Pipeline developer not contesting pollution cases


HARRISBURG, Pa. — The developer of a major pipeline system that connects the Marcellus Shale gas field in western Pennsylvania to an export terminal near Philadelphia on Friday did not contest criminal charges that it allegedly Systematically polluted waterways and residential water wells for hundreds of miles.

Dallas-based Energy Transfer Operating agreed to independent testing of water from homeowners and promised to remedy the contamination as part of a settlement of two separate criminal cases brought by the Pennsylvania attorney general. As part of a plea deal, the company will also pay $10 million to restore watersheds and waterways along the route of its Mariner East pipeline system.

A judge heard and approved the plea during a hearing in Harrisburg on Friday.

“We hold Energy Transfer accountable for its crimes against our natural resources,” Attorney General Josh Shapiro said at a press conference after the hearing.

The Company’s Mariner East 1, Mariner East 2 and Mariner East 2X pipelines are designed to transport propane, ethane and butane from the Marcellus and Utica Shale gas fields to a refinery processing center and an oil terminal. export to Marcus Hook, a suburb of Philadelphia. Wrapped construction in February.

Mariner East was one of the most penalized projects in state history. The owner has racked up tens of millions of dollars in civil penalties and state regulators have repeatedly halted construction due to environmental contamination.

The Attorney General intervened last October, charging energy transfer with the illegal dumping of industrial waste at 22 sites in 11 counties and the willful failure to report spills to state environmental regulators. The company polluted the drinking water of at least 150 families statewide, prosecutors said.

Under the plea agreement, residents who live near the pipeline and have private water have the right to request independent testing. More than 800 residents along the pipeline route have been notified of the availability of testing, and residents have until August 19 to Register.

Although Energy Transfer’s state permits already require it to repair damage its pipeline construction caused to waterways and residents’ water supplies, prosecutors said the plea deal will further by requiring the company to submit to independent water testing by geologists chosen by the Attorney General. Desk. Previously, Energy Transfer itself tested residents’ water in response to complaints.

The company must comply with the recommendations of independent experts on how to restore contaminated water, which could include treatment systems or new water wells.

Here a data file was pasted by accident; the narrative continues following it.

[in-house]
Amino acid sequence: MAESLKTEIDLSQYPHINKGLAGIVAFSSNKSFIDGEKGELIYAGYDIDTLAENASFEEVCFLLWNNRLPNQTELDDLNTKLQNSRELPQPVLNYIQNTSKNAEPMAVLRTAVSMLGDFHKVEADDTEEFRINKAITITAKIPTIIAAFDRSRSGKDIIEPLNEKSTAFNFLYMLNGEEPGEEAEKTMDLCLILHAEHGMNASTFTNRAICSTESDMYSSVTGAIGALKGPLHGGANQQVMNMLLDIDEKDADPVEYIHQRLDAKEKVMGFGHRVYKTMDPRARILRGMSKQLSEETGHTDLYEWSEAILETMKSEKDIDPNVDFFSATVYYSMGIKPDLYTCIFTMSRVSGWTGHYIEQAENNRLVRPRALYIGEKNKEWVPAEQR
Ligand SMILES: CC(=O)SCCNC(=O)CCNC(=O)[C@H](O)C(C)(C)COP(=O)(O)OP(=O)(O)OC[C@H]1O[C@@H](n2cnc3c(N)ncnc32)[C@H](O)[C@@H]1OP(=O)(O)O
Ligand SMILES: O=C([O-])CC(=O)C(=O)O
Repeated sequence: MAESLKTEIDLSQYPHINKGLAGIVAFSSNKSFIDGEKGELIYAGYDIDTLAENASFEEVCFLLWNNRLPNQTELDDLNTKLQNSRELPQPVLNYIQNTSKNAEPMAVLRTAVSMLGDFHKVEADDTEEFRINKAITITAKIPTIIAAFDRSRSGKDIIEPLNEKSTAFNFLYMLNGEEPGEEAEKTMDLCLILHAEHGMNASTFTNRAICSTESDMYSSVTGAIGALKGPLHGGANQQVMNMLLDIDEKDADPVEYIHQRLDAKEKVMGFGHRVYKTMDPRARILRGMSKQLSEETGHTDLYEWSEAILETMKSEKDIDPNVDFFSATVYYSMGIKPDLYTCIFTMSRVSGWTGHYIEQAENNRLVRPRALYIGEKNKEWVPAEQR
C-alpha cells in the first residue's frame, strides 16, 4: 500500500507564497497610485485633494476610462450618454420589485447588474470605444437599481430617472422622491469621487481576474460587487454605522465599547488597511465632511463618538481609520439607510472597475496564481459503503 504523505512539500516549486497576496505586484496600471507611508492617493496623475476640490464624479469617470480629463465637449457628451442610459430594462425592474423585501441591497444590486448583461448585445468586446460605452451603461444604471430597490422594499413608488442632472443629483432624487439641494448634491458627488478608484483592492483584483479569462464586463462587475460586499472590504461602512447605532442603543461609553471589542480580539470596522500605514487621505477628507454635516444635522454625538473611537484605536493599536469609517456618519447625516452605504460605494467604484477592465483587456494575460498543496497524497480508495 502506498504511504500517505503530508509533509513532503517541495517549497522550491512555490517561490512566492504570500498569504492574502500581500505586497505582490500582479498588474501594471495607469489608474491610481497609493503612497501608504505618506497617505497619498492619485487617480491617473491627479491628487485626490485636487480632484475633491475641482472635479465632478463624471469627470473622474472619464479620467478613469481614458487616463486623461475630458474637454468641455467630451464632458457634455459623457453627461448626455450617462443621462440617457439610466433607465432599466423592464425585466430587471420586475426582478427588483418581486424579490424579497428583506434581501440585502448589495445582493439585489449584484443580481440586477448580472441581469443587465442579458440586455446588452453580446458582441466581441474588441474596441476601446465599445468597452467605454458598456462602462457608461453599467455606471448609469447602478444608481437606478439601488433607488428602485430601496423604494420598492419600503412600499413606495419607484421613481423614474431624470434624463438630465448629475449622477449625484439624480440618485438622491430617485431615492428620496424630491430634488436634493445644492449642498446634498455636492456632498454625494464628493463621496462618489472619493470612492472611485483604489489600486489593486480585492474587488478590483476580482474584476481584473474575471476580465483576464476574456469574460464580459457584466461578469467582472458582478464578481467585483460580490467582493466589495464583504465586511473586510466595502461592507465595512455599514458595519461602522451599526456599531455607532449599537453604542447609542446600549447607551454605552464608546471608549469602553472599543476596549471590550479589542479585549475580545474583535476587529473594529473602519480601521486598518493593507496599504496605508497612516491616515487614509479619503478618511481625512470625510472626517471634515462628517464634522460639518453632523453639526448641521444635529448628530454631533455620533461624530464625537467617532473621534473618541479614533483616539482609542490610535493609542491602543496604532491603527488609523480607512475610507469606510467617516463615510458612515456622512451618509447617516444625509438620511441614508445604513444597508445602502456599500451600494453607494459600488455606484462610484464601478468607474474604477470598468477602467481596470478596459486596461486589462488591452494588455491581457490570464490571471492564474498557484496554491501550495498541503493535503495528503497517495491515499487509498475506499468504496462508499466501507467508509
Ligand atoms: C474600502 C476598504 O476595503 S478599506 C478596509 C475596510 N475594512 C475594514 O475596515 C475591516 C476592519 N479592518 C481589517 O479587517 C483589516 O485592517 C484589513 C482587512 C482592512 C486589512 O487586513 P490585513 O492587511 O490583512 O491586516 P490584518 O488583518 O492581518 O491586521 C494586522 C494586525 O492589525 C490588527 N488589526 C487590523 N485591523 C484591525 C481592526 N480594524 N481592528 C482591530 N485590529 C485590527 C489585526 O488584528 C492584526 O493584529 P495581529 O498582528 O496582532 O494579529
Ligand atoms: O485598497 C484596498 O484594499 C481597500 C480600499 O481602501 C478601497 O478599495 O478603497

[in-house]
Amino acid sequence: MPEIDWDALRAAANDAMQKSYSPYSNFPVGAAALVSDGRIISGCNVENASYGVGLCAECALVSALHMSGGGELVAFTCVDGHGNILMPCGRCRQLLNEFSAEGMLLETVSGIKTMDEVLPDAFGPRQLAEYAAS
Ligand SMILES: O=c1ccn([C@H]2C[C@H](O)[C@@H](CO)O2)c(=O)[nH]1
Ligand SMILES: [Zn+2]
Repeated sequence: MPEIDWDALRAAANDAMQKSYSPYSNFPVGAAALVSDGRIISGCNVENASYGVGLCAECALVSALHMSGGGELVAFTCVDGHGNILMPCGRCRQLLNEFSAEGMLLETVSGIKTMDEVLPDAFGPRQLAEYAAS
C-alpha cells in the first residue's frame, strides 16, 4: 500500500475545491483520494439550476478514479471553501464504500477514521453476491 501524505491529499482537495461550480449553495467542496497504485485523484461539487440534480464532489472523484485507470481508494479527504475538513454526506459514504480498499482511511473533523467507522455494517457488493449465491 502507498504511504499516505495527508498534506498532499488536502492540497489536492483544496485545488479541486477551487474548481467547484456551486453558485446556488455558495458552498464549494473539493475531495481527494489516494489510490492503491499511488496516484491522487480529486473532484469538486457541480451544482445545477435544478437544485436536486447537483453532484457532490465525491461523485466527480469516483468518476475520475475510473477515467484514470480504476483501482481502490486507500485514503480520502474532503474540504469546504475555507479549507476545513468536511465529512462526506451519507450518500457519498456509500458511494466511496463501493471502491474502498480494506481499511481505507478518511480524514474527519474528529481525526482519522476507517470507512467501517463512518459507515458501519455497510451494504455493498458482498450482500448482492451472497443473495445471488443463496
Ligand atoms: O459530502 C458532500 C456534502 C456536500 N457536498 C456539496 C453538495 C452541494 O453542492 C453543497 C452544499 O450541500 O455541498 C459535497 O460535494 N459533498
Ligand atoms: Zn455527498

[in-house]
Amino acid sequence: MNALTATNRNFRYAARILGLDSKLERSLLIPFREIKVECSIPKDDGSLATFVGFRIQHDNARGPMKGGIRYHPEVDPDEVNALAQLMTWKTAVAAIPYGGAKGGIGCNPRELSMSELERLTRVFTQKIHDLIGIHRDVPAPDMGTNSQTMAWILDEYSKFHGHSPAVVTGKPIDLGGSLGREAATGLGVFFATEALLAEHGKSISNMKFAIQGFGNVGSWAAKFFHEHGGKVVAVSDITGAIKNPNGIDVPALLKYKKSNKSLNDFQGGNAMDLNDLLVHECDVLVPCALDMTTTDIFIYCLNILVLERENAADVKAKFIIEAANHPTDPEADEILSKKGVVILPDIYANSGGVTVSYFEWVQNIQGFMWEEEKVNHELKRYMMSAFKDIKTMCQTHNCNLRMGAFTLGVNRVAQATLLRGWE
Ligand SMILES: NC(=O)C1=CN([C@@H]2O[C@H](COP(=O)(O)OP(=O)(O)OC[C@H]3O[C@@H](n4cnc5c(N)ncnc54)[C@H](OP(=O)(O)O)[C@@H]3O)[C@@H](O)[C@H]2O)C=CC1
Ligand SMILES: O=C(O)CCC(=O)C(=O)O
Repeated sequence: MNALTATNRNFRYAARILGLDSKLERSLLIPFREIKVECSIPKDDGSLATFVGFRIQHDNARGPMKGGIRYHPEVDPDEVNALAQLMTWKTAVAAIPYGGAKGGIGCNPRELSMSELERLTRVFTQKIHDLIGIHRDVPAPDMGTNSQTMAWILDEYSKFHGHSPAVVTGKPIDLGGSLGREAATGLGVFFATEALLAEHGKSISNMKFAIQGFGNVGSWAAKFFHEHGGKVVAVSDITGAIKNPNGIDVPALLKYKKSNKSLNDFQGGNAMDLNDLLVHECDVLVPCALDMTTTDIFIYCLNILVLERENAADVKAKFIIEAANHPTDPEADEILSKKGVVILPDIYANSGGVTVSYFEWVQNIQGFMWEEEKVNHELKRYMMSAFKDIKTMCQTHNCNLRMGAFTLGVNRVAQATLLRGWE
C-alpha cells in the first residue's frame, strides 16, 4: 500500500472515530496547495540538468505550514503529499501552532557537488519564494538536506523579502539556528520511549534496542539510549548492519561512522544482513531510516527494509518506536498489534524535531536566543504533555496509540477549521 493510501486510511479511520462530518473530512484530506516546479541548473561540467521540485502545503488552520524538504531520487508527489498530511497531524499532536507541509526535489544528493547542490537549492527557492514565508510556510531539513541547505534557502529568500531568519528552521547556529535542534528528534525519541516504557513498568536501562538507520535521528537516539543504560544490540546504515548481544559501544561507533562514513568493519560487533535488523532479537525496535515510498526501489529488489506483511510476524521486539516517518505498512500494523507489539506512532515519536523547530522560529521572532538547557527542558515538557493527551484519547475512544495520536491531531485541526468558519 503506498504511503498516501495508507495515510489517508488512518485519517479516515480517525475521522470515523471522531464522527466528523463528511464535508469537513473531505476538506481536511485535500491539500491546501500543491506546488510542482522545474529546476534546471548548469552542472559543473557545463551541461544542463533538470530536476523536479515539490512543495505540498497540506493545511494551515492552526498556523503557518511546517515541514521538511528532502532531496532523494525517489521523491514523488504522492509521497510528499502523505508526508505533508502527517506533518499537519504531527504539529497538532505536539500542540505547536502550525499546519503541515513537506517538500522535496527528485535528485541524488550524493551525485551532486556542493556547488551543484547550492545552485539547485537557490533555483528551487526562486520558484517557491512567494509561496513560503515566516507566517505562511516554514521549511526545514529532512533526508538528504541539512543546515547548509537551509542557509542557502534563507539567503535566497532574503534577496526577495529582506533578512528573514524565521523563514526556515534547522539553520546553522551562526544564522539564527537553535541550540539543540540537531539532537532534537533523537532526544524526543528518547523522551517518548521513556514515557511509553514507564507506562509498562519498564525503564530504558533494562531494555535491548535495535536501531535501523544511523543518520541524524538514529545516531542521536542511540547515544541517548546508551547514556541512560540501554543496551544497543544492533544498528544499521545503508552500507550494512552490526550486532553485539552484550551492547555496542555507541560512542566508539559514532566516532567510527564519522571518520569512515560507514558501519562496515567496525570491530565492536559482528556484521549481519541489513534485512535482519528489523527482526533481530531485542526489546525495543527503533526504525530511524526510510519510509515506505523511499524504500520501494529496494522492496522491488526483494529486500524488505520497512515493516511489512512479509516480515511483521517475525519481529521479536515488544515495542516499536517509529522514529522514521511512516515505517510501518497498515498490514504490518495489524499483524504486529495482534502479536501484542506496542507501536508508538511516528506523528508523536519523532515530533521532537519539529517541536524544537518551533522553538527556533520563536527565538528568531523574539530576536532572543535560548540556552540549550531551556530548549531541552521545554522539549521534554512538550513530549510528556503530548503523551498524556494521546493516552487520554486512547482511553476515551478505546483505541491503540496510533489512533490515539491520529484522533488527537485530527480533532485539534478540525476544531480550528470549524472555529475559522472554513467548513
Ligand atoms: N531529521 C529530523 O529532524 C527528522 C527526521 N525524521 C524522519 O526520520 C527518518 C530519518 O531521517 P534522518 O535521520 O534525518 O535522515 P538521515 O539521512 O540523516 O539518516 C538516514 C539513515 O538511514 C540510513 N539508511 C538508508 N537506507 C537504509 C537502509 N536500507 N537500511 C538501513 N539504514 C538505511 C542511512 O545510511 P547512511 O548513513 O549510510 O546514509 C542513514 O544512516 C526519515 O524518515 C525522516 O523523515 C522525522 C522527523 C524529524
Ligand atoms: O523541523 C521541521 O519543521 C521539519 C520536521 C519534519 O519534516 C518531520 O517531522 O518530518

Another part of the plea deal requires Energy Transfer to pay $10 million to address groundwater and waterway contamination.

Money is a drop in the ocean for a pipeline company with soaring profits. Energy Transfer reported this week that its second-quarter net profit jumped 90% to $1.33 billion as the company’s pipelines transported record volumes of natural gas liquids.

Shapiro, a Democratic gubernatorial candidate, has long complained that Pennsylvania’s criminal environmental laws are too weak. His office said the legal maximum for the crimes Energy Transfer has been charged with is just $1.45 million, making a plea deal more beneficial to victims than filing the case. in justice.

“This conviction locks in a historic deal when the Commonwealth had maximum leverage,” Shapiro said on Friday. “Even if we had won all the counts at trial, Energy Transfer would have gotten away with pocket change for their crimes. … Nothing more would have come to make our water cleaner and safer, and the inhabitants would have been screwed.

An email was sent to Energy Transfer seeking comment on the plea deal.

The Pennsylvania Energy Infrastructure Alliance, a trade group, said most of what it called Mariner East’s “construction woes” had already been addressed by state environmental regulators.

“I hope this puts an end to the problem, because it’s time to put the past to rest,” the group said, adding that Mariner East is operating safely.

Residents who live near the pipeline and some state lawmakers have said Mariner East should be shut down entirely in light of the criminal charges, but incumbent Democratic Gov. Tom Wolf’s administration has long ignored those calls to unplug.

Friday’s plea agreement also resolves a separate criminal case involving the Revolution Pipeline, a 42-mile pipeline near Pittsburgh that connects Butler County to a natural gas processing plant in Washington County. In this case, prosecutors alleged negligence by Energy Transfer led to a gas explosion and fire in 2018 that destroyed a house, barn and several cars, collapsed six high-voltage transmission towers and prompted an evacuation.

Energy Transfer did not contest 14 counts in the Mariner East case and nine counts in the Revolution case.

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